- The Washington Times - Saturday, November 29, 2008

HOUSE

Officials jockey to replace Emanuel

CHICAGO | Clout-heavy Chicago politicians are lining up to replace Rep. Rahm Emanuel, prompting some experts to wonder if the local Democratic Party will split on whom to anoint as his successor.

The strength of the contenders may make it tough for Democrats to unite behind one candidate for the congressional seat. Also in question is whether Mayor Richard M. Daley will name a personal favorite.

Mr. Emanuel, 48, has accepted the job as chief of staff to President-elect Barack Obama and must step down, which means a special election will be held to replace him. He has not said exactly when he will step down.

The contenders include many with strong claims to the district — which may result in a divided vote that gives no one a majority or an endorsement, said Dick Simpson, University of Illinois-Chicago political science professor and former city alderman.

Candidates include 38th Ward Alderman Thomas Allen, 47th Ward Alderman Gene Schulter, Cook County Commissioner Mike Quigley and state Reps. John Fritchey and Nancy Kaszak.

Mr. Daley may not endorse a candidate for fear of alienating others who want the spot, attorney and columnist Russ Stewart said.

EX-FIRST LADY

Mrs. Bush doing well after ulcer surgery

HOUSTON | Former first lady Barbara Bush was moved out of the intensive care unit of a Houston hospital into a regular room Thursday after laparoscopic surgery to repair and seal a perforated ulcer, a hospital spokeswoman said.

Ami Felke said Mrs. Bush was in good condition and in high spirits.

The former first lady was hospitalized Tuesday after experiencing abdominal pain. The 83-year-old is expected to remain in the hospital until next week.

Dr. Pat Reardon says surgeons closed a nearly 1.5-centimeter hole caused by an ulcer. Mrs. Bush will not be given food orally for about a week to avoid stretching her abdominal area.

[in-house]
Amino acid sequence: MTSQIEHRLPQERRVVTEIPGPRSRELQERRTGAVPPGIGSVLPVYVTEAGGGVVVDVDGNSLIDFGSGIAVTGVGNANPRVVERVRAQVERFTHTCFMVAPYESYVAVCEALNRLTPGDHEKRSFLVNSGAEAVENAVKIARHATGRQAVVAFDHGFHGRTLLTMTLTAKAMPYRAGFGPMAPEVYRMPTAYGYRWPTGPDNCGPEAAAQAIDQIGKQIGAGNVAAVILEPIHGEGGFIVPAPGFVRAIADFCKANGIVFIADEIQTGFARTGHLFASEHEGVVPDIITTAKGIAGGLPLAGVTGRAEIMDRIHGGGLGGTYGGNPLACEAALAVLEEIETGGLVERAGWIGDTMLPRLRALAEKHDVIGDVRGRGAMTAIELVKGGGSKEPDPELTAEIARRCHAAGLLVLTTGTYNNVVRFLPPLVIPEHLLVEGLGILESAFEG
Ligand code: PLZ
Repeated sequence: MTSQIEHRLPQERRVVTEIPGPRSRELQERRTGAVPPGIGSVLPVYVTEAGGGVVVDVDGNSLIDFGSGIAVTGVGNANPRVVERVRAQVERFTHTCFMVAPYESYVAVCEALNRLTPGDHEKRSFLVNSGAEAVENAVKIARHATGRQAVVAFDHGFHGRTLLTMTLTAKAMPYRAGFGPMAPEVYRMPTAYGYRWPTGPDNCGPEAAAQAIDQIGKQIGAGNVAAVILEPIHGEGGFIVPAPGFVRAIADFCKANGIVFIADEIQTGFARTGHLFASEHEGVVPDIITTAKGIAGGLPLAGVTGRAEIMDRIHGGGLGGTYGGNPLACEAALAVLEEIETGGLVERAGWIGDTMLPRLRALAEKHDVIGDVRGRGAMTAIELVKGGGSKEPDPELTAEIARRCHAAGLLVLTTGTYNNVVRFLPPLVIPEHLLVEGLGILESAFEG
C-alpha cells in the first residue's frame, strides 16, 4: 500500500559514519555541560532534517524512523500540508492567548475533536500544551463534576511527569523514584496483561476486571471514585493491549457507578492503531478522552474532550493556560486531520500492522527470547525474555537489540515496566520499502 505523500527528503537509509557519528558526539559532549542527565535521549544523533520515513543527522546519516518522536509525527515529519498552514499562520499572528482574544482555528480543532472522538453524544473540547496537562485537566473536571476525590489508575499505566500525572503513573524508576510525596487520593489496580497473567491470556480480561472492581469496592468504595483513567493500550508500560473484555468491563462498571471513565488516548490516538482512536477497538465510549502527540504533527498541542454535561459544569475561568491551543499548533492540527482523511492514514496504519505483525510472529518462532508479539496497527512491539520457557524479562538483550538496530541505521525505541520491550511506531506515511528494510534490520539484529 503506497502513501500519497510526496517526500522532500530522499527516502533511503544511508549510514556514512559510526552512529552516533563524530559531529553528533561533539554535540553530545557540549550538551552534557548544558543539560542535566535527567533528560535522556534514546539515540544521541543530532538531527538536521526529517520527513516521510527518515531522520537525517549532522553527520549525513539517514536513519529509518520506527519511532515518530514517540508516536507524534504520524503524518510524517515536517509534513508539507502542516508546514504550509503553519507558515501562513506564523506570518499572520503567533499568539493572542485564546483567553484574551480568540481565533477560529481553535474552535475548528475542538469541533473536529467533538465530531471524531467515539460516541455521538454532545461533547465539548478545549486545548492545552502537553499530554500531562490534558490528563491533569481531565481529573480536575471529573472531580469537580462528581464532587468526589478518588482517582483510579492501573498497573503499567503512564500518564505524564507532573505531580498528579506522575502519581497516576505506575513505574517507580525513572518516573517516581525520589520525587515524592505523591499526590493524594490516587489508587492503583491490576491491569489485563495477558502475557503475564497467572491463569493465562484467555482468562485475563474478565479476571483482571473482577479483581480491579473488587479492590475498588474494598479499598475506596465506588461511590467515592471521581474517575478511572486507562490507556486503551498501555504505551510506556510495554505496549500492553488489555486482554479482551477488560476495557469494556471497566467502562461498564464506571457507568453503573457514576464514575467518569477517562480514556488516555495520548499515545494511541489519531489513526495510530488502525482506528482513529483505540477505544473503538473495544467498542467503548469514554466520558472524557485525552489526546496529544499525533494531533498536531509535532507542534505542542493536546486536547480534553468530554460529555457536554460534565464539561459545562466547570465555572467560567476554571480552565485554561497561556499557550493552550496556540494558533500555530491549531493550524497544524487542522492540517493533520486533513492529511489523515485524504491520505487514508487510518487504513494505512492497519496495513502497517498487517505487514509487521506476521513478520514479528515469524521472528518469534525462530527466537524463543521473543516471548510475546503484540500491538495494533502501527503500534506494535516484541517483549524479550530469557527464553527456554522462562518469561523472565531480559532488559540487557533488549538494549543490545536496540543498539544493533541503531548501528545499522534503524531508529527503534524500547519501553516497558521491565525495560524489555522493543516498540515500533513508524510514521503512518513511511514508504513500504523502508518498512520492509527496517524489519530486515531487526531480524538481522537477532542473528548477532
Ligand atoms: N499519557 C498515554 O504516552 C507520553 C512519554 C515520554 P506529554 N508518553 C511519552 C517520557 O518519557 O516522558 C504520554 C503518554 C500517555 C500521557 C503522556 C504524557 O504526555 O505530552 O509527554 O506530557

Dr. Reardon says the first thing Mrs. Bush did after she woke up from the surgery was tell him a joke.

Former President George H.W. Bush was with her Thursday morning but left to attend Thanksgiving dinner with his son Neil, the Methodist Hospital spokeswoman told CNN.

FDA

‘Safe’ melamine levels set over formula

Federal regulators set a safety threshold Friday for the industrial chemical melamine that is far higher than the amount of contamination found recently in U.S.-made infant formula.

Food and Drug Administration officials set a threshold of 1 part per million of melamine in formula so long as a related chemical isn’t also present. They said they are continuing to analyze the results of tests on 87 samples of infant formula, but of the 74 samples analyzed so far, one had traces of melamine below the new threshold and another had traces of cyanuric acid, a related contaminant. None had both contaminants.

That’s key because studies so far show dangerous health effects only when both chemicals are present, said Dr. Stephen Sundlof, FDA’s director of food safety.

Both the safety level and the amount of the chemical found in U.S.-made infant formula are far below the amounts of melamine added to infant formula in China that have been blamed for killing at least three babies and making thousands ill.

The agency has not set a safety level for melamine if cyanuric acid is also present.

PRESIDENT-ELECT

Cookies cash in on Obama love

DES MOINES, Iowa | Want an example of the change Barack Obama is bringing to the country? Check out cookie sales at Baby Boomers Cafe in Des Moines.

Ever since word spread about the president-elect and his family’s fondness for Baby Boomers’ chocolate chunk cookies, the small downtown restaurant can’t bake them fast enough.

“Two months ago I was giving these cookies away,” said co-owner Rodney Maxfield. “Now, it’s like ‘I need two dozen cookies. I need four-dozen cookies.’ ”

The Obamas became frequent visitors to the cafe in the summer of 2007 when the Illinois senator devoted much of his time to Iowa, where the state’s precinct caucuses kick off the presidential nominating process. Mr. Obama’s main office was next door to Boomers. Daughters Malia and Sasha would stop by with their mother, Michelle, and Mr. Maxfield said they loved the cookies.

During a stop in Iowa last month, Mr. Obama’s staff ordered about a dozen cookies for the family. That’s when word got out about their affection for the confection. Suddenly, sales of 400 cookies in a good week soared to more than 1,000 a week, with requests coming from as far away as Mexico.

Alas, the price is going up — from 50 cents to 75 cents a cookie.

From wire dispatches and staff reports

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